Friday, February 3, 2012

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The 2011 Hollmann Awards: Part 2

Good evening, friends and relatives. Welcome to the Second Chapter of the 2011 Hollmann Awards in 2012. I am Dame Maggie Smith, co-creator of the universe and Queen of the Cinema. We have nine categories to go through tonight, or whenever you're reading this, so please: no fussing about. Let's get it over with as quick as we can, then you can get back to your hot toddies or whatever is you mortals do.

To begin with: the category of Best Original Screenplay. 

Max Winkler's Ceremony focuses on a creative soul occasionally playing at adulthood while stuck in an arrested development. The self-absorbed ensemble, from the protagonist pursuing an engaged woman through suits and a bad mustache to the bridegroom obsessively screening his films while referencing the many plaudits received, seem, at first, insufferable. But layer by layer is excised so that we see the wounds each is still healing from, and the ways in which they are able to cope with who they are.

Scott Z. Burns' screenplay for Contagion is an ensemble disasterpiece concerning the outbreak of a mysterious virus. But here, he doesn't just focus on physical terror or psychological horror, but also societal decay, journalistic integrity, government accountability, class unrest. Yet in a film where physical contact could be a death sentence, Burns again and again returns to the unselfish ways in which people touch each other. It's a father creating a prom for his daughter, a scientist infecting herself with the virus so that she may conclusively test a possible vaccine to treat the rest of mankind, a CDC head putting a janitor's son at the top of the treatment list. It's these surprising moments of humanity amid such chaos that earns Contagion its place here.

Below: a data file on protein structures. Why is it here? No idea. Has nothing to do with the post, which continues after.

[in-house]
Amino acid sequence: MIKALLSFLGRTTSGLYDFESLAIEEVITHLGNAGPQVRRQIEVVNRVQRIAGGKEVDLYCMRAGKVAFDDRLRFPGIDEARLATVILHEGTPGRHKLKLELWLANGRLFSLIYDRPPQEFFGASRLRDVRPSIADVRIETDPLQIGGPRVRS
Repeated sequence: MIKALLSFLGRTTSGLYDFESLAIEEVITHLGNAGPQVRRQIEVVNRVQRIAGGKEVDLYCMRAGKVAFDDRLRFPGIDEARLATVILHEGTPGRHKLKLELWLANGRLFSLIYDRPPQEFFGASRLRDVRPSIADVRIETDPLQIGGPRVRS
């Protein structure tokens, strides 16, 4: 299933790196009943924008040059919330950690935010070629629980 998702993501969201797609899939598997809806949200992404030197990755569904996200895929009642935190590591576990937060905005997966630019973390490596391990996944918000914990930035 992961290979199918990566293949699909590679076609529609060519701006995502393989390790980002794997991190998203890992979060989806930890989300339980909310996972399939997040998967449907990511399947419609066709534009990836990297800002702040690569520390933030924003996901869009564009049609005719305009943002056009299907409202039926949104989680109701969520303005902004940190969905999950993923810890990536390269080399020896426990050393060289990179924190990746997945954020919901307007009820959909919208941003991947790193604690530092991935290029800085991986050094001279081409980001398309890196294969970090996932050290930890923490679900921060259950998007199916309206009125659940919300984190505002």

I don't quite know what to say about Mike Mills' Beginners, other than that I thought it was a very sweet, very human, somewhat melancholic, often humorous, surprisingly joyful experience. As good as Hugo is, Beginners is perhaps more successful at showing how broken people get about to fixing themselves. It's moving, is all.

What can be said about Woody Allen's triumphant comeback that hasn't already been said? Midnight in Paris is a joy, due in no small part to its fun premise (time-traveling nightly to meet the authors you adore!), fantastic character scenes (rhinoceros), and sage but not mean fantasy-crushing (guys...everyone wants to live in the past). It's a beautiful valentine to the City of Light, an appreciation of what has been, and a celebration of the possibilities.

Naturally, though, the win goes to the darker one. A truly dark comedy that stings more than it tickles, our winning screenplay gets points for avoiding any sugarcoating, lesson-learning, or redemption. Every character is nuanced and real -- and God, that's a shame. It's scary because it is life. It's funny because it is life. And in the end, I will embrace first that which I recognize to be true. The Hollmann Award Winner for Best Original Screenplay:


Diablo Cody
This is Cody's first win on her second nomination. She was previously nominated in this category for Juno.